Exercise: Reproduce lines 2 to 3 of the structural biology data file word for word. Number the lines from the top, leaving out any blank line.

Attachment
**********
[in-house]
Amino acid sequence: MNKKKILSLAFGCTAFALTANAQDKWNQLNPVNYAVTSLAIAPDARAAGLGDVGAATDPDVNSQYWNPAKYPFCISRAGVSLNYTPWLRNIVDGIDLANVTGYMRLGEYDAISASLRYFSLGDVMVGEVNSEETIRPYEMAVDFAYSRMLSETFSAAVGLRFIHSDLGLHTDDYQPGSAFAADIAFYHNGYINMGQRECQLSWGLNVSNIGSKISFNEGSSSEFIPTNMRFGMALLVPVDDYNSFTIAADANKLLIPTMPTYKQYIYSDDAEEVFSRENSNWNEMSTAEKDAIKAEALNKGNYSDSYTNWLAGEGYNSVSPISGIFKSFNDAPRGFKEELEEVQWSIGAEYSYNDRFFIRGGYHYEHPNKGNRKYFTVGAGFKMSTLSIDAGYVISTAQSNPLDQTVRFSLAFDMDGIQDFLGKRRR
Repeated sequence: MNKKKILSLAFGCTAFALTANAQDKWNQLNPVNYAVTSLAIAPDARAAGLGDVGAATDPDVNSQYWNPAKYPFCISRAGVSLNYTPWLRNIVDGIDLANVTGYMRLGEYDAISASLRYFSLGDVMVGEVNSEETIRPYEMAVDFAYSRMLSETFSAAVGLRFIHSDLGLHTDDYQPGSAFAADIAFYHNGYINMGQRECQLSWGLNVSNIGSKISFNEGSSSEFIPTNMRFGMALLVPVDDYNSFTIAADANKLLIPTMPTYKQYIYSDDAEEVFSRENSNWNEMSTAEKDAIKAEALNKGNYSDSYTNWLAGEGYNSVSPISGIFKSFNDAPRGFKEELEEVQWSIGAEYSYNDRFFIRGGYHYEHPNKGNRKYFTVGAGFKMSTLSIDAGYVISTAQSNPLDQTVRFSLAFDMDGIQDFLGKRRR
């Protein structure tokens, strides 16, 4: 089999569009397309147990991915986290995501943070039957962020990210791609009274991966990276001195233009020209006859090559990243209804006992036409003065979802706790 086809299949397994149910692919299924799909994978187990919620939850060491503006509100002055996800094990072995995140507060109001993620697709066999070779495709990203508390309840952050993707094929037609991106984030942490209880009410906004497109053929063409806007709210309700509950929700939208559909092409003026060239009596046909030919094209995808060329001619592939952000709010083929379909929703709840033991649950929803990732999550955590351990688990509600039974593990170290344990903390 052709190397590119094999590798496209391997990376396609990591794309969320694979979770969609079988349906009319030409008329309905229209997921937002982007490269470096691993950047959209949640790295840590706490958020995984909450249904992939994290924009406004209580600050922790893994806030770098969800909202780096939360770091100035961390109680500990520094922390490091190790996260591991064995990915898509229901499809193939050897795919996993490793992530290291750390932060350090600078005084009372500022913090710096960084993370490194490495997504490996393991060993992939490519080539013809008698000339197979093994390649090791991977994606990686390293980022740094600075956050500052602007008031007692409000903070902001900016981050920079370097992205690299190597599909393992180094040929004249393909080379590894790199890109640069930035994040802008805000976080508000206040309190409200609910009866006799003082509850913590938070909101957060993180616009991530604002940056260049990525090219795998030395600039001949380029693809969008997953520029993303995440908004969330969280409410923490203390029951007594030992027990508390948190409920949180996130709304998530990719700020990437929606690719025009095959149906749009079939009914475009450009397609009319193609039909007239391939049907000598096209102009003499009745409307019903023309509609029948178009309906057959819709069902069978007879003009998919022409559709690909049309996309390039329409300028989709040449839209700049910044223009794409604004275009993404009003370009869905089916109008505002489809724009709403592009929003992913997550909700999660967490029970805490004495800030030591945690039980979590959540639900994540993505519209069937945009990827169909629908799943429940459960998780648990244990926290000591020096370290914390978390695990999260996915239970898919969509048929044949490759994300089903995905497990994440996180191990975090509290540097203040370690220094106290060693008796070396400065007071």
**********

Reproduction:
Amino acid sequence: MNKKKILSLAFGCTAFALTANAQDKWNQLNPVNYAVTSLAIAPDARAAGLGDVGAATDPDVNSQYWNPAKYPFCISRAGVSLNYTPWLRNIVDGIDLANVTGYMRLGEYDAISASLRYFSLGDVMVGEVNSEETIRPYEMAVDFAYSRMLSETFSAAVGLRFIHSDLGLHTDDYQPGSAFAADIAFYHNGYINMGQRECQLSWGLNVSNIGSKISFNEGSSSEFIPTNMRFGMALLVPVDDYNSFTIAADANKLLIPTMPTYKQYIYSDDAEEVFSRENSNWNEMSTAEKDAIKAEALNKGNYSDSYTNWLAGEGYNSVSPISGIFKSFNDAPRGFKEELEEVQWSIGAEYSYNDRFFIRGGYHYEHPNKGNRKYFTVGAGFKMSTLSIDAGYVISTAQSNPLDQTVRFSLAFDMDGIQDFLGKRRR
Repeated sequence: MNKKKILSLAFGCTAFALTANAQDKWNQLNPVNYAVTSLAIAPDARAAGLGDVGAATDPDVNSQYWNPAKYPFCISRAGVSLNYTPWLRNIVDGIDLANVTGYMRLGEYDAISASLRYFSLGDVMVGEVNSEETIRPYEMAVDFAYSRMLSETFSAAVGLRFIHSDLGLHTDDYQPGSAFAADIAFYHNGYINMGQRECQLSWGLNVSNIGSKISFNEGSSSEFIPTNMRFGMALLVPVDDYNSFTIAADANKLLIPTMPTYKQYIYSDDAEEVFSRENSNWNEMSTAEKDAIKAEALNKGNYSDSYTNWLAGEGYNSVSPISGIFKSFNDAPRGFKEELEEVQWSIGAEYSYNDRFFIRGGYHYEHPNKGNRKYFTVGAGFKMSTLSIDAGYVISTAQSNPLDQTVRFSLAFDMDGIQDFLGKRRR